Carrots, Sticks and the Importance of Models

In order to get us out of this mess, we need two things: a sense of urgency and a sense of hope. We need carrots and we need sticks.
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In order to get us out of this mess, we need two things: a sense of urgency and a sense of hope.

We need carrots and we need sticks.

The Stick Brings the Reality of Climate Change Home

Movies such as "An Inconvenient Truth" and the spread of memes such as peak oil (heck, peak everything), the end of suburbia and extreme weather help to provide a sense of the seriousness of the situation and therefore a sense of urgency. These are examples of inspiring by fear, examples of the stick approach.

carrot photo graham hill

The Carrot Entices us to Work for a Green Future

Equally important are examples that inspire by hope, that entice us with a carrot, that provide some answers to the logical question that most people ask following exposure to the more alarmist memes mentioned above. That question is "Got it. What can I do?"

TreeHugger was built on this premise. I had seen disparate pieces of a modern, aspirational green future out there. Yet I believed that if I could bring it together in one place, I could help people see a vision of a compelling green future that they could step into. I felt that the world needed exciting models of what the world could look like and that experiencing this firehose of positive global green solutions would help people feel the movement, feel the momentum and therefore be inspired to go green themselves and fight for friends, businesses and government to do the same. There's nothing better to help close an argument than being able to point at a solution...

At the Planet Green Launch in Washington, D.C.

So last night was a big night for me. I had a real epiphany. I got it. Planet Green, our new 24-hour eco-lifestyle network, is a big step for the green movement.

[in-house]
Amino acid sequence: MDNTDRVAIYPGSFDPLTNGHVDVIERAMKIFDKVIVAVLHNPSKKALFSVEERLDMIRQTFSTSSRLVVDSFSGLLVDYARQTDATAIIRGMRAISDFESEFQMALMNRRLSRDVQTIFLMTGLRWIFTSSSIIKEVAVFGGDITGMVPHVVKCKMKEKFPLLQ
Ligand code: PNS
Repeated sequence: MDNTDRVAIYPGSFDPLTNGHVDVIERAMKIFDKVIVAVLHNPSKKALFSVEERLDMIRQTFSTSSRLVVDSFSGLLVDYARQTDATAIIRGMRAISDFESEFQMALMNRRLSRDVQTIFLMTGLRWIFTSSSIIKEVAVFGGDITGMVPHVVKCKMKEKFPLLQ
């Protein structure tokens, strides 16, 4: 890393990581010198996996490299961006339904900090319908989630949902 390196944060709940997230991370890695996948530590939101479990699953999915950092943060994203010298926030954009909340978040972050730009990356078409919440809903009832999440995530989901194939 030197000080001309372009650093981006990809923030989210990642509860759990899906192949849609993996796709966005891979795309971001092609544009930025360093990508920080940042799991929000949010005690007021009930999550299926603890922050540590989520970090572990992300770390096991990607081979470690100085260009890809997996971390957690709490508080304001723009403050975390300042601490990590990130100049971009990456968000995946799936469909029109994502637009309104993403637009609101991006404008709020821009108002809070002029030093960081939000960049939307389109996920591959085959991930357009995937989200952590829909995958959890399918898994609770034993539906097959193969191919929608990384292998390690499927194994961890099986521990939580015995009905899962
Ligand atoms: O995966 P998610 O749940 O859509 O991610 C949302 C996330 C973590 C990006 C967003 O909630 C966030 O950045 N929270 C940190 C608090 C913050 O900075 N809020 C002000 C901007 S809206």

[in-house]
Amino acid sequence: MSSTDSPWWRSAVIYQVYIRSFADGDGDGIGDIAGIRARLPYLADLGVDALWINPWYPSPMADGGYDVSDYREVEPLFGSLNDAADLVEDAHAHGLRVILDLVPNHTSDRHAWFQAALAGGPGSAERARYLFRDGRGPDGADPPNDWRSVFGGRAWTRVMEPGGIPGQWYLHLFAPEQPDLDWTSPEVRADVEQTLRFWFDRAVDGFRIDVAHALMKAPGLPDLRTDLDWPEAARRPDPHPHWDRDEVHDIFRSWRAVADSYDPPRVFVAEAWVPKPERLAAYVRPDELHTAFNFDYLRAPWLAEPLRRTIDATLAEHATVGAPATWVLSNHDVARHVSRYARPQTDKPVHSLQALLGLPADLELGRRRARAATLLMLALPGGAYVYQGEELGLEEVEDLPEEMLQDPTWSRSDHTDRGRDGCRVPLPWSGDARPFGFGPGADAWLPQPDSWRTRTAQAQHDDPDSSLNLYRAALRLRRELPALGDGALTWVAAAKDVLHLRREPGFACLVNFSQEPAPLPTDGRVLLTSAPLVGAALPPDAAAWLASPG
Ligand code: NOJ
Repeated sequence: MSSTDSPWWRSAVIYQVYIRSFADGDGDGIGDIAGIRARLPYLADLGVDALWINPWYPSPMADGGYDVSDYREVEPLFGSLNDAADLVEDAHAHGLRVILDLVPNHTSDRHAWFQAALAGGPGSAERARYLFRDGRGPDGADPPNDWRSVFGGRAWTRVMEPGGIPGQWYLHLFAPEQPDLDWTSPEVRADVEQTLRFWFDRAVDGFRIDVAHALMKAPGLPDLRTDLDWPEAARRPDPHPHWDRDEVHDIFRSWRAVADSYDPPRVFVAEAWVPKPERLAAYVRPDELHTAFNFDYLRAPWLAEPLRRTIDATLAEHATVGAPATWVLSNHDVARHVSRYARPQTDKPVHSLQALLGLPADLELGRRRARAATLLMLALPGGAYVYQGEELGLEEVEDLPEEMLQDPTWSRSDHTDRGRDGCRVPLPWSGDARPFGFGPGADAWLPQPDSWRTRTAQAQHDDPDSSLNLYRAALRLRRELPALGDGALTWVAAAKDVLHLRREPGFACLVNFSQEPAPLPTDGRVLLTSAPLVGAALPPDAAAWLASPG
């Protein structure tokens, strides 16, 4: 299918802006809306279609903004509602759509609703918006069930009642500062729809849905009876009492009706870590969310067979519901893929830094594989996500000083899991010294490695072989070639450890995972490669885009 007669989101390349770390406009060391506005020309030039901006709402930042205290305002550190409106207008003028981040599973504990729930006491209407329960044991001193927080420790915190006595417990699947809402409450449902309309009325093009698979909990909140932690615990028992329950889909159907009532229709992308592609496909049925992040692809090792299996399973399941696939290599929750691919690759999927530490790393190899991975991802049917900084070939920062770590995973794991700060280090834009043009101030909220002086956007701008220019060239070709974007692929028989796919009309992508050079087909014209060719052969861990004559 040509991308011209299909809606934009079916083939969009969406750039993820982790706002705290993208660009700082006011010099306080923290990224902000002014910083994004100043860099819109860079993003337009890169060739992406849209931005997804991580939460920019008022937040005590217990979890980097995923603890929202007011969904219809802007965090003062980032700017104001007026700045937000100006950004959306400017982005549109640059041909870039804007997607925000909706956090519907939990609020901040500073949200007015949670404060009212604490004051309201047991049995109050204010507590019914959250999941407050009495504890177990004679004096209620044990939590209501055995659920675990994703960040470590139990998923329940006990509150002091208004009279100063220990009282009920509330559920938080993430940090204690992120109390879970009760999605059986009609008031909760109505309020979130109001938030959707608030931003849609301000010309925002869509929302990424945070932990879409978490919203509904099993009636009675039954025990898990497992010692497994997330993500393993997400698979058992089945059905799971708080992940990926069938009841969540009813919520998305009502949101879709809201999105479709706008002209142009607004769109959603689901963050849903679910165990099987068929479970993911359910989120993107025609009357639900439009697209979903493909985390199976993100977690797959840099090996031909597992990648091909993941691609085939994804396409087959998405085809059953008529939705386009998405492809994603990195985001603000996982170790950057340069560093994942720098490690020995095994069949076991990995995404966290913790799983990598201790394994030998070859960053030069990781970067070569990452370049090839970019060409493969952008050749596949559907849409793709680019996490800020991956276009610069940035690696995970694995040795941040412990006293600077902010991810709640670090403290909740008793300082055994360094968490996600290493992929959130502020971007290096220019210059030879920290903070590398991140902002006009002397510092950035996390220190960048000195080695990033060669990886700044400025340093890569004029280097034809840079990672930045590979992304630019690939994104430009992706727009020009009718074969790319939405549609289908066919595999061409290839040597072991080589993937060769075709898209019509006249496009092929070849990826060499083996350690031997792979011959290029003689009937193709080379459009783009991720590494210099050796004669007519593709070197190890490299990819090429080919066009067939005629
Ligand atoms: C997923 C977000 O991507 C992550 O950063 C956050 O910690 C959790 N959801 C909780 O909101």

I was at Nationals Stadium in Washington, D.C. for the launch of the channel. Standing there at the first major stadium in the United States that managed to get LEED certification from the U.S. Green Building Council, watching for the first time, I realized that besides the great programming, this channel is really doing what TreeHugger did on the Web. With super-accessible content and digestible entertainment, it has created a real place, a real center for green. It's another firehose of exciting green solutions. And because it's TV, you can feel it in a wholly different way. Seeing the bevy of different people and projects from around the world, you can't help but get excited, you can't help but feel the momentum, and you can't help but feel the hope.

Will it be perfect? No. Will all the shows work? No. But I bet that it resonates with people, gets even better over time and ideally attracts more tv competition. We need all hands on deck to help get us out of this mess and this carrot and stick channel (similar to HuffPo Green's approach) is a powerful tool in this fight.

Congrats to John Hendricks, the founder and chairman of Discovery Communications, CEO David Zaslav, Eileen O'Neill, general manager of Planet Green, and the Discovery crew. You've done a really good thing and you should be proud of yourselves.

Find out more details on all Planet Green shows here.

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Photos from top: Michael Rosenfeld/Getty Images; Sascha Pflaeging /Getty Images; Getty Images.

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